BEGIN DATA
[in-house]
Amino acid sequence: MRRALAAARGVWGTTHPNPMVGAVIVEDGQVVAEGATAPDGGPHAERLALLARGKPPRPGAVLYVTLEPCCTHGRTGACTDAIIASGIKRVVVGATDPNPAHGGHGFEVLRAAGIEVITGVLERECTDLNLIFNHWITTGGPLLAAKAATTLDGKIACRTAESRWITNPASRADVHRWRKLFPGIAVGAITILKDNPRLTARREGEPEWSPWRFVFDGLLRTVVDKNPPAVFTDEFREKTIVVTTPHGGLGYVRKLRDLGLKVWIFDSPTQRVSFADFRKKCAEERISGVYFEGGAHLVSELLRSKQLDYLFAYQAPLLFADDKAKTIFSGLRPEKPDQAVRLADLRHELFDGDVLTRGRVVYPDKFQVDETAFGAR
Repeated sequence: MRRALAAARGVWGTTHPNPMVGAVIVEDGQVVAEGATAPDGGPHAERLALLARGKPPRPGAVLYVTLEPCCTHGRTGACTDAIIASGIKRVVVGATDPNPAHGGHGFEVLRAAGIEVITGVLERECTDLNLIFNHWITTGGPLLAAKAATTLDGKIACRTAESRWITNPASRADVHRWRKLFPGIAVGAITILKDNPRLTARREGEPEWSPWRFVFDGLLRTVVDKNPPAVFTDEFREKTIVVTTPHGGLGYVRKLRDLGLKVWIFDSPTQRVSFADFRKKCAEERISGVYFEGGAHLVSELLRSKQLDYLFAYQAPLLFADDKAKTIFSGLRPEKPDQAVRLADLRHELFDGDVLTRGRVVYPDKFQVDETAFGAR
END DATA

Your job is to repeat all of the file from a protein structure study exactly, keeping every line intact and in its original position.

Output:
[in-house]
Amino acid sequence: MRRALAAARGVWGTTHPNPMVGAVIVEDGQVVAEGATAPDGGPHAERLALLARGKPPRPGAVLYVTLEPCCTHGRTGACTDAIIASGIKRVVVGATDPNPAHGGHGFEVLRAAGIEVITGVLERECTDLNLIFNHWITTGGPLLAAKAATTLDGKIACRTAESRWITNPASRADVHRWRKLFPGIAVGAITILKDNPRLTARREGEPEWSPWRFVFDGLLRTVVDKNPPAVFTDEFREKTIVVTTPHGGLGYVRKLRDLGLKVWIFDSPTQRVSFADFRKKCAEERISGVYFEGGAHLVSELLRSKQLDYLFAYQAPLLFADDKAKTIFSGLRPEKPDQAVRLADLRHELFDGDVLTRGRVVYPDKFQVDETAFGAR
Repeated sequence: MRRALAAARGVWGTTHPNPMVGAVIVEDGQVVAEGATAPDGGPHAERLALLARGKPPRPGAVLYVTLEPCCTHGRTGACTDAIIASGIKRVVVGATDPNPAHGGHGFEVLRAAGIEVITGVLERECTDLNLIFNHWITTGGPLLAAKAATTLDGKIACRTAESRWITNPASRADVHRWRKLFPGIAVGAITILKDNPRLTARREGEPEWSPWRFVFDGLLRTVVDKNPPAVFTDEFREKTIVVTTPHGGLGYVRKLRDLGLKVWIFDSPTQRVSFADFRKKCAEERISGVYFEGGAHLVSELLRSKQLDYLFAYQAPLLFADDKAKTIFSGLRPEKPDQAVRLADLRHELFDGDVLTRGRVVYPDKFQVDETAFGAR